House of Lords committee criticises UK’s Africa strategy

AFFORD gives evidence in report calling for fair visa policy, lower remittance costs and more trade

The House of Lords International Relations and Defence Committee has criticised the lack of a coherent UK strategy on Africa saying the current approach is just a collection of broad ideas with little clarity on how to put them into action.

In a new report published today – The UK and Sub-Saharan Africa: prosperity, peace and development co-operation – the Committee calls on the UK Government to develop a new approach to African countries and regional institutions such as the African Union, based on ‘genuine partnership’.

Onyekachi Wambu, AFFORD’s Executive Director, and Professor Gibril Faal OBE, former Chair and current member of AFFORD’s Investment and Bond Advisory Committee, were among scores of individuals and organisations – politicians, NGOs, academic institutions, thinktanks – who gave evidence to the committee as it compiled the wide-ranging report.

Mr Wambu and Professor Faal’s critical evidence included:               

– telling the Committee that diaspora-led business and investment were frequently driven by the need for broader social impact and contributing to the development of their countries of heritage.

– stressing the link between remittances and family businesses and other micro, small and medium enterprises – vital because the SME sector provides more than 80 per cent of jobs.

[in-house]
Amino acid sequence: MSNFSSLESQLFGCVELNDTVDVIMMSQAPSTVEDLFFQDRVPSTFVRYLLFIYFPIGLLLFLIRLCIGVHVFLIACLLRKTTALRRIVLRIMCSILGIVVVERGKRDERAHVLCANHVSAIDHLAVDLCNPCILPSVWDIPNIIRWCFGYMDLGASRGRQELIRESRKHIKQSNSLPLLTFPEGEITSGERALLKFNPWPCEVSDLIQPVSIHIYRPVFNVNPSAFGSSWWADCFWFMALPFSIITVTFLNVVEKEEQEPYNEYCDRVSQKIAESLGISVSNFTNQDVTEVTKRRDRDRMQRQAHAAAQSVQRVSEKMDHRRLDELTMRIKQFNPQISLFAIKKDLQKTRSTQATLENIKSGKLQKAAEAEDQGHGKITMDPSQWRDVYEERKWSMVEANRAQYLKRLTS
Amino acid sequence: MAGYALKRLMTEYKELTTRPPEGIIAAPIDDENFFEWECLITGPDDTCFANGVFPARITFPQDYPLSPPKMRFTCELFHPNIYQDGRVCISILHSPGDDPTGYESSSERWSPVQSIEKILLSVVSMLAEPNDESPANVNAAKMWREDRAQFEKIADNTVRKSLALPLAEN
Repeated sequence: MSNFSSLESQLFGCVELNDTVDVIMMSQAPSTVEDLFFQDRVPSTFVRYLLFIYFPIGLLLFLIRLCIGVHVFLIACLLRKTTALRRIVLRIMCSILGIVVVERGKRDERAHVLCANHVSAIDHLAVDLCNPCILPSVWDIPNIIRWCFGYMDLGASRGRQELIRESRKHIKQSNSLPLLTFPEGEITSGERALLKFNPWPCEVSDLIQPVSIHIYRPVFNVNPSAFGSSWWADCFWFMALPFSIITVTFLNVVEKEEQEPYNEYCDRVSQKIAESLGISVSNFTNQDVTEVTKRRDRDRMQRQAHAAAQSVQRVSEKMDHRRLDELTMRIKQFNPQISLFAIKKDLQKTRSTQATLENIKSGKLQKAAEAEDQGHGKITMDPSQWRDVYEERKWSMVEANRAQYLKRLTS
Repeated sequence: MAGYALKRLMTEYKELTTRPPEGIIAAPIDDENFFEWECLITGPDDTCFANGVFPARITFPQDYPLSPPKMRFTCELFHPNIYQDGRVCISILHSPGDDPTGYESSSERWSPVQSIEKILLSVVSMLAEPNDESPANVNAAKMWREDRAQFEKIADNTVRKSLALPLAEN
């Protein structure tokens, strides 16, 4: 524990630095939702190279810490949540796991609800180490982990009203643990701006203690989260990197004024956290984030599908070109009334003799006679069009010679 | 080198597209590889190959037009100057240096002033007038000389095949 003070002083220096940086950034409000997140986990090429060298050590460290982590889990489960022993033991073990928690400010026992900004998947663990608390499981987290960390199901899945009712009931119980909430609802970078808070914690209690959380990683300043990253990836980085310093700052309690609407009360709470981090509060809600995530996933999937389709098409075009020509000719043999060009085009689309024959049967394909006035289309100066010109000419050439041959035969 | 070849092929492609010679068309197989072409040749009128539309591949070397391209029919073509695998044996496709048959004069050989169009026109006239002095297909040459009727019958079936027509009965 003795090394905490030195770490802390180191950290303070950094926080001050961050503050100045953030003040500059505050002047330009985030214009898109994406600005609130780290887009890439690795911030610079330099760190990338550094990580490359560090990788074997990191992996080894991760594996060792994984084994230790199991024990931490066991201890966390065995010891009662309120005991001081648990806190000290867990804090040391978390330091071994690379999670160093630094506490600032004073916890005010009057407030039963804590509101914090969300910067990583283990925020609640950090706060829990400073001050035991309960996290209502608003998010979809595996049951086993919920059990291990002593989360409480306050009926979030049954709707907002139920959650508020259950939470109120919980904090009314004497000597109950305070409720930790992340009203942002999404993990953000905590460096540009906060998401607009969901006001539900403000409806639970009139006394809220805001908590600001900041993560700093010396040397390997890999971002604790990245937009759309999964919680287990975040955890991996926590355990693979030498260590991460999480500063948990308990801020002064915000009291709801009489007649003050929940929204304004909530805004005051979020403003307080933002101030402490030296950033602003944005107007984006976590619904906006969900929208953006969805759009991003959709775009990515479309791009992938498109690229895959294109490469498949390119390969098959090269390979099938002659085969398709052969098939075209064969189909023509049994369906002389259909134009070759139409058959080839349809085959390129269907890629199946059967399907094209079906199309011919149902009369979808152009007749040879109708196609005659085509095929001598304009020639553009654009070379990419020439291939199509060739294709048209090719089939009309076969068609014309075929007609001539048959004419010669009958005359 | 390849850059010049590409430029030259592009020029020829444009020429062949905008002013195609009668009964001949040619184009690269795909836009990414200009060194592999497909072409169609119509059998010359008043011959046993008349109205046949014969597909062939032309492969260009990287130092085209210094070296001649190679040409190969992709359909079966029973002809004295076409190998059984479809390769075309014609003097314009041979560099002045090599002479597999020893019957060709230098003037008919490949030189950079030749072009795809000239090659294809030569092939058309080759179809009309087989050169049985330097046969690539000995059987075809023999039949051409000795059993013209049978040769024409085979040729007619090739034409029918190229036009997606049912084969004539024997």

– stating that ‘decent jobs are the answer to the route out of poverty’.

– highlighting diaspora financing opportunities to the Government, citing AFFORD’s Diaspora Finance Initiative programme and its nascent Rwanda RemitPlus Diaspora Bond, which will see investment in affordable housing

. urging the UK to support the AU’s African Diaspora Finance Corporation and its investment fund

UK visa policy ‘arbitrary, expensive, time-consuming and humiliating’

The report finds that UK visa policy, as well as the ‘hostile environment’ and Windrush scandal, have damaged the UK’s reputation in sub-Saharan Africa and are making it harder to build strong relationships in the region. In some cases, visa policies ‘fall below the standards of basic human decency’. The Committee calls on the Home Office to urgently review how visa policy is operating for people from Africa who wish to come to the UK.

Unfairness in UK visa policy, the UK’s colonial legacy and the ongoing issue of structural racism in the UK are a difficult backdrop to the UK’s engagement with sub-Saharan Africa, which the Committee says the UK Government must address. The lack of a coherent UK strategy for engaging with sub-Saharan African nations risks the UK failing to develop deeper relationships in a region of strategic and geopolitical importance, in which countries such as China are already active.

Committee urges lower remittance costs

The Committee finds that in 2018 money sent to sub-Saharan Africa from diaspora communities globally was three times higher than the combined official development assistance they received. In the region of £6bn was sent from the UK in remittances, providing essential economic support and encouraging entrepreneurship. The report identifies remittances as an important part of the economic relationship between the UK and the region and urges fuller engagement with the diaspora by UK policymakers.

. In his evidence, Mr Wambu said the UK should seek to identify incentives which could ‘encourage remittances services providers to lower cost of sending remittances’ and ‘improve the infrastructure for domestic and cross-border payments’. Mr Wambu added that during the COVID-19 pandemic, remittances should be treated as an essential service and flows maintained.